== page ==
Indigenous voters broke records in the 2015 election. Will they do it again?
TORONTO -- Last election saw an unprecedented turnout in Indigenous voters, many of them intent on voting out Stephen Harper’s Conservatives. On some reserves, polling stations were so swamped that they ran out of ballots.
Turnout for registered voters on reserves was 61.5 per cent in 2015, a 14 per cent jump from 2011 and the highest turnout since tracking began in 2004.
This election, whether or not Indigenous voters will show up in similar numbers -- and whether they’ll rally around a particular party – is yet to be seen. But Indigenous leaders say that the parties shouldn’t bank on a unified vote.
Perry Bellegarde, the National Chief for the Assembly of First Nations, responded Friday to comments made by Conservative Leader Andrew Scheer during Thursday’s leadership debate that Indigenous groups shouldn’t be allowed to hold natural resources projects “hostage.”
“Great to see leaders debate First Nations issues,” Bellegarde tweeted. “One problem. #FirstNations are rights and title holders and more than a ‘group of people.’”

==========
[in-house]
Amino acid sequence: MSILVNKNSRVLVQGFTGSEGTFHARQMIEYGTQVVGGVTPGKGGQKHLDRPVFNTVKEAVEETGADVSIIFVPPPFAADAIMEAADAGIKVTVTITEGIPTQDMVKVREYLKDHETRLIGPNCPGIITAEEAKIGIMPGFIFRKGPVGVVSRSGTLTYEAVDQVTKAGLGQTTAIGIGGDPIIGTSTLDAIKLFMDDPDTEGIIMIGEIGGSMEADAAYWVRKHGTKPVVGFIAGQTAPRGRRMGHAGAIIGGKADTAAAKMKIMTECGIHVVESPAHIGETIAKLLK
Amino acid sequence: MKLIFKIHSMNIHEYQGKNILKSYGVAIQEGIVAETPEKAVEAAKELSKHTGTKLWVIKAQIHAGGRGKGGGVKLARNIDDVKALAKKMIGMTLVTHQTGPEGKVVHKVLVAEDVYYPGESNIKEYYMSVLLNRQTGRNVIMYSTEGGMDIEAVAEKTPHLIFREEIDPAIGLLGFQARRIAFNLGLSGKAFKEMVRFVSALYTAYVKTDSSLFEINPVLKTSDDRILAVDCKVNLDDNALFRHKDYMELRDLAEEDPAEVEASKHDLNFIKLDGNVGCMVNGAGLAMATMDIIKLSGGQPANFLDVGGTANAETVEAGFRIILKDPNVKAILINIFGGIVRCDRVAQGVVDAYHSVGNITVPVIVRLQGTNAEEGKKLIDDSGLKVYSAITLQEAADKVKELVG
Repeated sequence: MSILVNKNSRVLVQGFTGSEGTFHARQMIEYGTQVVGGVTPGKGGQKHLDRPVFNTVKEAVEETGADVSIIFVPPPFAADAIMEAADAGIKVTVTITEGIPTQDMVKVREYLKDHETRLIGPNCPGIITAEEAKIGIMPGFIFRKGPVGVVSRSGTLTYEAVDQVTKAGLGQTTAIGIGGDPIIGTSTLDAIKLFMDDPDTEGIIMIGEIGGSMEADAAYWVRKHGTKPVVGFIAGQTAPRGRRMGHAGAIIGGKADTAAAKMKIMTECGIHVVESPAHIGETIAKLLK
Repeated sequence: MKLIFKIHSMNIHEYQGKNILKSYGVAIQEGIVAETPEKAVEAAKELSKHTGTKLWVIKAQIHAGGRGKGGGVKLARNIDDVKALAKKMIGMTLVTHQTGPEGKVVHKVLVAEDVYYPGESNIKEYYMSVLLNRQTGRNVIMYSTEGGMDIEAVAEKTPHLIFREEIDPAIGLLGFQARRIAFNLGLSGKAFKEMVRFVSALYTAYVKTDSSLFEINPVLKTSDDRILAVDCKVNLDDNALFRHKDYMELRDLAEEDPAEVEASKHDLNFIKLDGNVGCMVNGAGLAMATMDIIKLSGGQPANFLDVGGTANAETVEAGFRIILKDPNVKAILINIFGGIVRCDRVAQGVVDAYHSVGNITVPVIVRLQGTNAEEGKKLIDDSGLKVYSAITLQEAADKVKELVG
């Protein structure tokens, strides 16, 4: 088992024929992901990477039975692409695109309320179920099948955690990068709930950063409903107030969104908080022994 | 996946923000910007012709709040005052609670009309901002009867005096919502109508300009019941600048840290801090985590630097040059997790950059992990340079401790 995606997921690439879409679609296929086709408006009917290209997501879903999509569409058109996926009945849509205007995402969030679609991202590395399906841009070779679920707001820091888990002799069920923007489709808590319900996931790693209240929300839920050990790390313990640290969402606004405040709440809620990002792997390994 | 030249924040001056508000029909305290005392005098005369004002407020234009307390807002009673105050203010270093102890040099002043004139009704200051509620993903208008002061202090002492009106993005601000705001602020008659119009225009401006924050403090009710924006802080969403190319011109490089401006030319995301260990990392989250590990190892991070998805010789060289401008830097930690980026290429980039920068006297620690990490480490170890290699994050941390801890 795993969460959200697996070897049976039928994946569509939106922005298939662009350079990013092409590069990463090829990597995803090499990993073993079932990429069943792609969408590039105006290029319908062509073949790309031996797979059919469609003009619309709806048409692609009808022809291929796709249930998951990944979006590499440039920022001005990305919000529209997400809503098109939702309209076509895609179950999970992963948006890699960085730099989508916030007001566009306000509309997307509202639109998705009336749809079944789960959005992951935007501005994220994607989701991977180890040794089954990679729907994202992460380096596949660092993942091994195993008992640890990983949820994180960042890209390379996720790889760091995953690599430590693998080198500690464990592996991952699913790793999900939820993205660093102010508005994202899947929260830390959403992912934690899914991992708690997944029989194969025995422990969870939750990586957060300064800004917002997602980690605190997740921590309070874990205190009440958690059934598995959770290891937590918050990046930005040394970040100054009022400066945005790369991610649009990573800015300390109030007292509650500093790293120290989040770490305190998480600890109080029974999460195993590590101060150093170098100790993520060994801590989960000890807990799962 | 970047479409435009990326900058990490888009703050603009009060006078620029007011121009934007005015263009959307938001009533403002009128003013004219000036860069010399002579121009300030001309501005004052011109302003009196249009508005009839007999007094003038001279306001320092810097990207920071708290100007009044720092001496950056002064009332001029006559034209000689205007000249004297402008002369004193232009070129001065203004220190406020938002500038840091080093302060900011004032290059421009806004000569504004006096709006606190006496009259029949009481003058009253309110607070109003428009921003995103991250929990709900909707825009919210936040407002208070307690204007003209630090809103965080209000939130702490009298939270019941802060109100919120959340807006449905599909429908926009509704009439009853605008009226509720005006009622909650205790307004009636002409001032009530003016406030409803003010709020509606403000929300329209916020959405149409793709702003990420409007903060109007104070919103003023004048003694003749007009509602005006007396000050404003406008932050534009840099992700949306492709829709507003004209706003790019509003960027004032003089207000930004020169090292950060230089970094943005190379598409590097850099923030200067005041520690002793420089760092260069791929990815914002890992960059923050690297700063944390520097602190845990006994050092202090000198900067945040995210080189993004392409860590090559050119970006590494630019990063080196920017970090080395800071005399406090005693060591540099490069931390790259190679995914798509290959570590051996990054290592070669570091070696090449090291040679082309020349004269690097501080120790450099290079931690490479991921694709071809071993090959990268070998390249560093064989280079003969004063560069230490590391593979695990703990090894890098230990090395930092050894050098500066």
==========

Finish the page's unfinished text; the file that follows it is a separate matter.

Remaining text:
Bellegarde also called out the Conservative Party’s support for the United Nations Declaration on the Rights of Indigenous Peoples, an international agreement designed as a means of protection for Indigenous groups worldwide.
Issues such as improved health care, housing and access to clean drinking water were central to Indigenous voters in 2015. These days, those concerns are still top of mind, according to Grand Chief Garrison Settee of the Manitoba Keewatinowi Okimakanak Inc.
“As we approach the next federal election those issues are still paramount to Indigenous people,” Settee told CTV News.
The Liberal government made good on many of its 2015 promises to Indigenous voters. The number of First Nations communities under long-term drinking water advisories has been reduced by 87, and efforts are underway to improve health services in isolated communities.
Justin Trudeau’s Liberals also lived up to their promise to launch an inquiry into missing and murdered Indigenous women and girls. In June, the Liberals promised $13 million to fund more than 100 projects to “honour the lives and legacies” of missing and murdered Indigenous women and girls.
Other issues remain on the table this election, including child welfare and the environment. Candidates should also be prepared to discuss treaty rights, which Settee said have been “forgotten.”
“They need to zero in on treaty rights. Our treaty rights have been breached,” he said.
According to Statistics Canada, about 1.4 million Canadians are of Indigenous descent.